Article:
Power Line

Sanders in the spotlight

A good horse race needs a solid but beatable frontrunner and a shifting field of entries who, with plausibility, can be said to be on his heels. I don’t know whether the race for the Democratic nomination features these things, but the mainstream media wants it to, and claims that it does.

Joe Biden, of course, is the frontrunner. The field of contenders held up by the media as plausible has included Kamala Harris, Elizabeth Warren, and, lately, Pete Buttigieg.

Bernie Sanders has been less hyped. Yet, he seems more plausible than the other three in some important ways. For one thing, last time out he ran virtually even with the frontrunner, Hillary Clinton. For another, his standing in the polls has always exceeded that of Buttigieg, generally exceeded that of Harris (who quit the race), and approximated that of Warren.

Now, with Warren having faded a bit, the media is finally hyping Sanders. The New York Times says he’s “tough to beat.” Politico cites “insiders” who say he could win the nomination.

Could he? It’s possible. Sanders is running second in Iowa ( first, perhaps, among those who say they have definitely made up their mind) and first in New Hampshire, according to the polls.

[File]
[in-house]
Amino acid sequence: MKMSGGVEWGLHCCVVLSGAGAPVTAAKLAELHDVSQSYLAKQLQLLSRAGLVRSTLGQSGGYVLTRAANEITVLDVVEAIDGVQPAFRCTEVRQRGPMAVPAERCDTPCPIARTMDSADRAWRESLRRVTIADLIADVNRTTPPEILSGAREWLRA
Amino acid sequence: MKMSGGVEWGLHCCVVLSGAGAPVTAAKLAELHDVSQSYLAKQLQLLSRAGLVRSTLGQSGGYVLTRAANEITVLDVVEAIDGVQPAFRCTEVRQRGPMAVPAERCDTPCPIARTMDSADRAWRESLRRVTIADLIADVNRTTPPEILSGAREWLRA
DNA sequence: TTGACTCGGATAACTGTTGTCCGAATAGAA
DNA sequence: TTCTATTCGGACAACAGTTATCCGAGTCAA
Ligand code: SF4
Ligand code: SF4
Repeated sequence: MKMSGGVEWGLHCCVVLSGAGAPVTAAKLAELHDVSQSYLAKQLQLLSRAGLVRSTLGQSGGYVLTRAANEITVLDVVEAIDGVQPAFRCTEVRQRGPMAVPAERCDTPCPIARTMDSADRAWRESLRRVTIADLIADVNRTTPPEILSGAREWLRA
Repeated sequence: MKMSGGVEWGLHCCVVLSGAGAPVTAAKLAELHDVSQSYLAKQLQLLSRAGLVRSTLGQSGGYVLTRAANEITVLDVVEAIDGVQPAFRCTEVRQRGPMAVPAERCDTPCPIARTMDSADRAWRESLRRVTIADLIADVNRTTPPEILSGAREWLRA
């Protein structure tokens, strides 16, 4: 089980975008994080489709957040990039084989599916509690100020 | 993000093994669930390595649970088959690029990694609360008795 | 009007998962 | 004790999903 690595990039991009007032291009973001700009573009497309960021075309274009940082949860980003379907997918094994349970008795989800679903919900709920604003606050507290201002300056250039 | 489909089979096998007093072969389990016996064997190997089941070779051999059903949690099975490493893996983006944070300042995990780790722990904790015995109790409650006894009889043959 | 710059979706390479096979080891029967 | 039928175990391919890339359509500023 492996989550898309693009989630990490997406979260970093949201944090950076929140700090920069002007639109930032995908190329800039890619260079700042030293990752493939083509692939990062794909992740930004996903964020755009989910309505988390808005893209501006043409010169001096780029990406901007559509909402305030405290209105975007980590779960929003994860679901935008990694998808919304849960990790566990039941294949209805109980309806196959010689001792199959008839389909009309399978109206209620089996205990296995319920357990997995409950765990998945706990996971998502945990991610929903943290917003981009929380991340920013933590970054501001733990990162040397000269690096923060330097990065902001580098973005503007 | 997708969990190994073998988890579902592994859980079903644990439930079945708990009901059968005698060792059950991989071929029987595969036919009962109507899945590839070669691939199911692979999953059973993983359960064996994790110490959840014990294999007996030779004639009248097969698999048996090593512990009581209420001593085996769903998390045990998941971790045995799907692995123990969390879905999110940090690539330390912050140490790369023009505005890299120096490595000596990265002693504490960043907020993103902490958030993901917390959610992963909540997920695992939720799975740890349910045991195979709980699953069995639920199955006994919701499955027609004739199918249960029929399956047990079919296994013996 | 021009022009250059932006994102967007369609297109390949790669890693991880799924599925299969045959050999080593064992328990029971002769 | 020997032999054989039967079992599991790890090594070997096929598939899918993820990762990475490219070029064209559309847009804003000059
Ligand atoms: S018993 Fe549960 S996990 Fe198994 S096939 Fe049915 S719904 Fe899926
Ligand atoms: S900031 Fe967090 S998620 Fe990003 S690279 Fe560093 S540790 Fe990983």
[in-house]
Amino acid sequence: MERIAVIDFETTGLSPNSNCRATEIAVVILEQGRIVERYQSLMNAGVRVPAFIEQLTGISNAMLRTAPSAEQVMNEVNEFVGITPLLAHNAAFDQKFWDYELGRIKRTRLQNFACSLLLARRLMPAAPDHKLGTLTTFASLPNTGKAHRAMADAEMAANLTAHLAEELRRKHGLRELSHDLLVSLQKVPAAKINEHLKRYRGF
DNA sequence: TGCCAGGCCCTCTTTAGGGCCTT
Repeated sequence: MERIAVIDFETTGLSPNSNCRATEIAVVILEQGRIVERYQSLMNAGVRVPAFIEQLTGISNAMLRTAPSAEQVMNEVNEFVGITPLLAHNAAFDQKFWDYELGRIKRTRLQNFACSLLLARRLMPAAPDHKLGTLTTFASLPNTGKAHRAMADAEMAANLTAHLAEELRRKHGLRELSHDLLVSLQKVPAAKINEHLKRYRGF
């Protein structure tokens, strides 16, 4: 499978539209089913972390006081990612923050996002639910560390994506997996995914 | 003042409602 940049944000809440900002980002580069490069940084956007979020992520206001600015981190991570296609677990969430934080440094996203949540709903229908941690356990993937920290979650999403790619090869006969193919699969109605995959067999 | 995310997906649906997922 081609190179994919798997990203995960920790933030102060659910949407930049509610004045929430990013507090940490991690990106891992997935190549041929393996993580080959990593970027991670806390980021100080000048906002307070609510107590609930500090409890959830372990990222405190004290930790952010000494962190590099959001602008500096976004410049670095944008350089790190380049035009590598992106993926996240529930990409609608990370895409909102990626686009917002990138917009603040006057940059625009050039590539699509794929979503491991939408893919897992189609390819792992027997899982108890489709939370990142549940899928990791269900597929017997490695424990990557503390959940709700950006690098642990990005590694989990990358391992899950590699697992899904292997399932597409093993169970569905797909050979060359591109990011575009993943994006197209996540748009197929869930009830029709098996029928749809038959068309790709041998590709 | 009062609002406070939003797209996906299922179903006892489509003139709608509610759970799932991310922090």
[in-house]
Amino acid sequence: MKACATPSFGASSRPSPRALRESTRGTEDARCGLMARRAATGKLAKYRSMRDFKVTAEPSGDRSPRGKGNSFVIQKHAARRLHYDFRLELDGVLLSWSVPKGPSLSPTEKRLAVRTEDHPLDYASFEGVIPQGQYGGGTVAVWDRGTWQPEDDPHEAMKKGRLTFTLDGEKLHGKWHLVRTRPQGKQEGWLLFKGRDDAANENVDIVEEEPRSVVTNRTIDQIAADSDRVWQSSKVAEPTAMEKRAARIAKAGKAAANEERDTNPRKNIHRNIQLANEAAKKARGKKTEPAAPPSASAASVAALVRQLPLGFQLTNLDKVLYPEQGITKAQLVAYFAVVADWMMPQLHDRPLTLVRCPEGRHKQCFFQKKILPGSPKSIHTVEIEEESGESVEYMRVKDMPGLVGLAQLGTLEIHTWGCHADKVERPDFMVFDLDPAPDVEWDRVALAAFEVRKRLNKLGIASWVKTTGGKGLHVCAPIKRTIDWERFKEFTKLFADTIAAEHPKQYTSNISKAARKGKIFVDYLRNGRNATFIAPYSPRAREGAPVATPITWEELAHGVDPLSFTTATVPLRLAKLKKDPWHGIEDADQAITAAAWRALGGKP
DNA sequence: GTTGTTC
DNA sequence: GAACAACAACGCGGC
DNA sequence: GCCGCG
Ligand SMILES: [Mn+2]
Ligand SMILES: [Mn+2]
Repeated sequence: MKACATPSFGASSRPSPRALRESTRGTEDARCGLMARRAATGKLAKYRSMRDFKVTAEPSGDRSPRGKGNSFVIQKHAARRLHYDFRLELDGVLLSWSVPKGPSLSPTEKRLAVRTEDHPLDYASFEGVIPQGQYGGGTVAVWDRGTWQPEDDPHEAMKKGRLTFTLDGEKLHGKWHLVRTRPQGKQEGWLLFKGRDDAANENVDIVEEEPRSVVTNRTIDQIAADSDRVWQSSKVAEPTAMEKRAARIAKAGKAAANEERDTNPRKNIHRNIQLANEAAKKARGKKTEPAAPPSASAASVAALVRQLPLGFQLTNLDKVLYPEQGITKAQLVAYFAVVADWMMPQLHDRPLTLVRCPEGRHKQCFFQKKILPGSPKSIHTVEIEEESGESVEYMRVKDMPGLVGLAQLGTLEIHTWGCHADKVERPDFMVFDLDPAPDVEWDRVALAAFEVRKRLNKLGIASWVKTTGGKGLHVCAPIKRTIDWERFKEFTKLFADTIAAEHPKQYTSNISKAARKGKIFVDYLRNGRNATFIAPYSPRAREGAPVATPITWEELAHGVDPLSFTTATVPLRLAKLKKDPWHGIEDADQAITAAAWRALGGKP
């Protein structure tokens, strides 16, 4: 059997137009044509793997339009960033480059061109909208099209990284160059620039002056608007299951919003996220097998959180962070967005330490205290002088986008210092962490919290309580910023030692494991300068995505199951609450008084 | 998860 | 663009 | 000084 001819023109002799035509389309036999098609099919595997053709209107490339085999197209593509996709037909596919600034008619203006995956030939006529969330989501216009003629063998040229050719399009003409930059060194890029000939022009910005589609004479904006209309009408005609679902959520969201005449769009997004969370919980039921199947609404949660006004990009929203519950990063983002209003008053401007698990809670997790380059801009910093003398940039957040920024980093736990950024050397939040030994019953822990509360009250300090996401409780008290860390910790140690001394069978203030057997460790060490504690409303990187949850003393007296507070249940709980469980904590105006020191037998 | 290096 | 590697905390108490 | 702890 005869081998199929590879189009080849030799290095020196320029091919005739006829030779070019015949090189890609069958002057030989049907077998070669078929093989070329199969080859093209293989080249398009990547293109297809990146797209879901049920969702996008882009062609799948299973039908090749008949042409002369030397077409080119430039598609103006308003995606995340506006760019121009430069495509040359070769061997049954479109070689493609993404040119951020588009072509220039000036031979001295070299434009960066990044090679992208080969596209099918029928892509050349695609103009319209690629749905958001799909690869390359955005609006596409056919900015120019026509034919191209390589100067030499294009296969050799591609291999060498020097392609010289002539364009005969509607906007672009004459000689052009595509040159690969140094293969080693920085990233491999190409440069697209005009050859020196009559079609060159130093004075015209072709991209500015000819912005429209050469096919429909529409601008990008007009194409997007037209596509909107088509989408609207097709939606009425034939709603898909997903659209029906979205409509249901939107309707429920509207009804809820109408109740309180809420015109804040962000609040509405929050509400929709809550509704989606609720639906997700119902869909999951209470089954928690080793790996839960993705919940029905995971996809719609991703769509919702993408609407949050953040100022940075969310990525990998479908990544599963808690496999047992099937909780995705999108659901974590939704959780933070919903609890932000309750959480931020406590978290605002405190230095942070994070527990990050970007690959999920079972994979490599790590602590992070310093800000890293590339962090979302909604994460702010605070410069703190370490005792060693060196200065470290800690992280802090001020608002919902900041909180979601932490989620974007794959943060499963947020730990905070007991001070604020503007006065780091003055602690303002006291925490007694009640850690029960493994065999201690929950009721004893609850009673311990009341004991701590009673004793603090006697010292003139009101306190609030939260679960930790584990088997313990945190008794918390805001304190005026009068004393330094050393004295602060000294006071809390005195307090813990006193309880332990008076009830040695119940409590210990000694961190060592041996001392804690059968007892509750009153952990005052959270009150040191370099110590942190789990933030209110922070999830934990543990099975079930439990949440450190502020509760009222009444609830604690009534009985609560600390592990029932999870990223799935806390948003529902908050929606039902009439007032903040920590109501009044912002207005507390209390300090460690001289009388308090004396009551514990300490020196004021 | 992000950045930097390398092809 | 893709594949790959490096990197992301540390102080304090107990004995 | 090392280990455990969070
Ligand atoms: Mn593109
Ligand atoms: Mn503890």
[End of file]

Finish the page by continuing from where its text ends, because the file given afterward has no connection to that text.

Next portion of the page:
The difficulty begins after these two contests. In 2016, Sanders faltered when states with lots of African-American voters held their primaries. This year, Biden seems to have a near lock on the African-American vote. And contrary to the expectations of many, Biden doesn’t seem to be fading.

To win the horse race, I think Sanders needs to becomes the near unanimous choice of the Democratic hard left. If that happens, and Biden continues to face credible opposition in the non-hard left lane, maybe Sanders can compete with Biden all the way to the wire.

I doubt that Sanders will be able to overwhelm Warren in the far left lane. Both candidates have natural constituencies in that lane. Sanders’s is blue collar leftists; Warren’s is left-wing feminists.

If Sanders has an edge over Warren among hard core leftists, it’s because he’s more genuine than she is. Warrren has a history of ties with corporate America, and her attempt to distance herself from megadonors by rejecting their contributions is undercut by the money she has on hand thanks to past donations.

By contrast, as the New York Times says of Sanders, “his anti-establishment message hasn’t changed for 50 years.”

If nothing else, Sanders can claim to be the choice of people who (1) haven’t learned anything in 50 years and (2) aren’t old enough to be knowledgeable about more than a handful of those years.

I don’t know whether there are enough of these folks for Sanders to be the Democratic nominee, but it looks like there are enough to keep him in reasonably serious contention.

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